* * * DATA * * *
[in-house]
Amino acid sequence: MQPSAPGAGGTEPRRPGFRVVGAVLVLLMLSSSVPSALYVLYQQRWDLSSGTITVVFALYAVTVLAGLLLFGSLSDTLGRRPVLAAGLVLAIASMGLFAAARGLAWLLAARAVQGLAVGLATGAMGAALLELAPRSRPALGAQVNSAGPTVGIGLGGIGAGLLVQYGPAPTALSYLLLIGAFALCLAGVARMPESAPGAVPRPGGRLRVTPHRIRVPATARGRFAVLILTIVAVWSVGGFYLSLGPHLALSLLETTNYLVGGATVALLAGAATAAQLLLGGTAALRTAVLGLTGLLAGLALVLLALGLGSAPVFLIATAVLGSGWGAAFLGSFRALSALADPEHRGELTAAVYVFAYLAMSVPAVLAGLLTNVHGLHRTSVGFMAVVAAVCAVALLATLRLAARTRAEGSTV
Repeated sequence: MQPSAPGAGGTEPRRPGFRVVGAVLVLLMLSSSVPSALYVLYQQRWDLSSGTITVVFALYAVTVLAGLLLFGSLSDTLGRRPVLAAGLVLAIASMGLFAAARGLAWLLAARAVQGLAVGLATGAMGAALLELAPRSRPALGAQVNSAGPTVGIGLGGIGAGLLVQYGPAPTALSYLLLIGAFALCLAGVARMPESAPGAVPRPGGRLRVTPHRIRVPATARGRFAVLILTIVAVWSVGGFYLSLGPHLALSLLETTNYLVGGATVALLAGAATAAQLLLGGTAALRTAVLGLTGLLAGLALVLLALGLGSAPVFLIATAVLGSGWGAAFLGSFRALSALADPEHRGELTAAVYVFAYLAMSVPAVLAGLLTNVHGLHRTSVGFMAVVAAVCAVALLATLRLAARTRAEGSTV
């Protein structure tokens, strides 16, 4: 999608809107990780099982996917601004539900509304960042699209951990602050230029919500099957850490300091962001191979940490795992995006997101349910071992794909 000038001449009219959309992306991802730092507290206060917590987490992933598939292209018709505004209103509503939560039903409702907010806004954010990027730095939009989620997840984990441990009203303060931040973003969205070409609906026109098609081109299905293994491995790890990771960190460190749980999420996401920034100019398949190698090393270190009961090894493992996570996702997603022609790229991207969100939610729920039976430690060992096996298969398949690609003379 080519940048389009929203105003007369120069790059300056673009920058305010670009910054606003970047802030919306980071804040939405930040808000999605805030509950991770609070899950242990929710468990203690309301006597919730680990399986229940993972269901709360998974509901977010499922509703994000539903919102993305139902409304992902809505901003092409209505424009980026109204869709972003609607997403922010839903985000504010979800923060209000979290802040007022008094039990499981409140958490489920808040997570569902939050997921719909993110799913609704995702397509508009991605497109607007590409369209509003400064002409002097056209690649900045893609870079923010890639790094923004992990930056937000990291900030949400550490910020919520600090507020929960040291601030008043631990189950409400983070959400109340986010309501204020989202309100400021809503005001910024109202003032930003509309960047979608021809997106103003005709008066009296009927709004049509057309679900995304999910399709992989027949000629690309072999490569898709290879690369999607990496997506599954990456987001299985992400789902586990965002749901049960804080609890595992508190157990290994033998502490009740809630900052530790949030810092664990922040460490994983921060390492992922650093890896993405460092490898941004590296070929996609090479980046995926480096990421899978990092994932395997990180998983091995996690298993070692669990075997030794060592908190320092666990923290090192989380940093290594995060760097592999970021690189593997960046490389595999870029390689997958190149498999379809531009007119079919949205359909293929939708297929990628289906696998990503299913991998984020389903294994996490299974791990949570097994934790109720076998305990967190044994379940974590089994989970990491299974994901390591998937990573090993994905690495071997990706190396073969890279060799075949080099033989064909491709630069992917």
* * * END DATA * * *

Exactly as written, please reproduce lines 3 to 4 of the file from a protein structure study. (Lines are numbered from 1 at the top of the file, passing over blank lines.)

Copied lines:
Repeated sequence: MQPSAPGAGGTEPRRPGFRVVGAVLVLLMLSSSVPSALYVLYQQRWDLSSGTITVVFALYAVTVLAGLLLFGSLSDTLGRRPVLAAGLVLAIASMGLFAAARGLAWLLAARAVQGLAVGLATGAMGAALLELAPRSRPALGAQVNSAGPTVGIGLGGIGAGLLVQYGPAPTALSYLLLIGAFALCLAGVARMPESAPGAVPRPGGRLRVTPHRIRVPATARGRFAVLILTIVAVWSVGGFYLSLGPHLALSLLETTNYLVGGATVALLAGAATAAQLLLGGTAALRTAVLGLTGLLAGLALVLLALGLGSAPVFLIATAVLGSGWGAAFLGSFRALSALADPEHRGELTAAVYVFAYLAMSVPAVLAGLLTNVHGLHRTSVGFMAVVAAVCAVALLATLRLAARTRAEGSTV
């Protein structure tokens, strides 16, 4: 999608809107990780099982996917601004539900509304960042699209951990602050230029919500099957850490300091962001191979940490795992995006997101349910071992794909 000038001449009219959309992306991802730092507290206060917590987490992933598939292209018709505004209103509503939560039903409702907010806004954010990027730095939009989620997840984990441990009203303060931040973003969205070409609906026109098609081109299905293994491995790890990771960190460190749980999420996401920034100019398949190698090393270190009961090894493992996570996702997603022609790229991207969100939610729920039976430690060992096996298969398949690609003379 080519940048389009929203105003007369120069790059300056673009920058305010670009910054606003970047802030919306980071804040939405930040808000999605805030509950991770609070899950242990929710468990203690309301006597919730680990399986229940993972269901709360998974509901977010499922509703994000539903919102993305139902409304992902809505901003092409209505424009980026109204869709972003609607997403922010839903985000504010979800923060209000979290802040007022008094039990499981409140958490489920808040997570569902939050997921719909993110799913609704995702397509508009991605497109607007590409369209509003400064002409002097056209690649900045893609870079923010890639790094923004992990930056937000990291900030949400550490910020919520600090507020929960040291601030008043631990189950409400983070959400109340986010309501204020989202309100400021809503005001910024109202003032930003509309960047979608021809997106103003005709008066009296009927709004049509057309679900995304999910399709992989027949000629690309072999490569898709290879690369999607990496997506599954990456987001299985992400789902586990965002749901049960804080609890595992508190157990290994033998502490009740809630900052530790949030810092664990922040460490994983921060390492992922650093890896993405460092490898941004590296070929996609090479980046995926480096990421899978990092994932395997990180998983091995996690298993070692669990075997030794060592908190320092666990923290090192989380940093290594995060760097592999970021690189593997960046490389595999870029390689997958190149498999379809531009007119079919949205359909293929939708297929990628289906696998990503299913991998984020389903294994996490299974791990949570097994934790109720076998305990967190044994379940974590089994989970990491299974994901390591998937990573090993994905690495071997990706190396073969890279060799075949080099033989064909491709630069992917």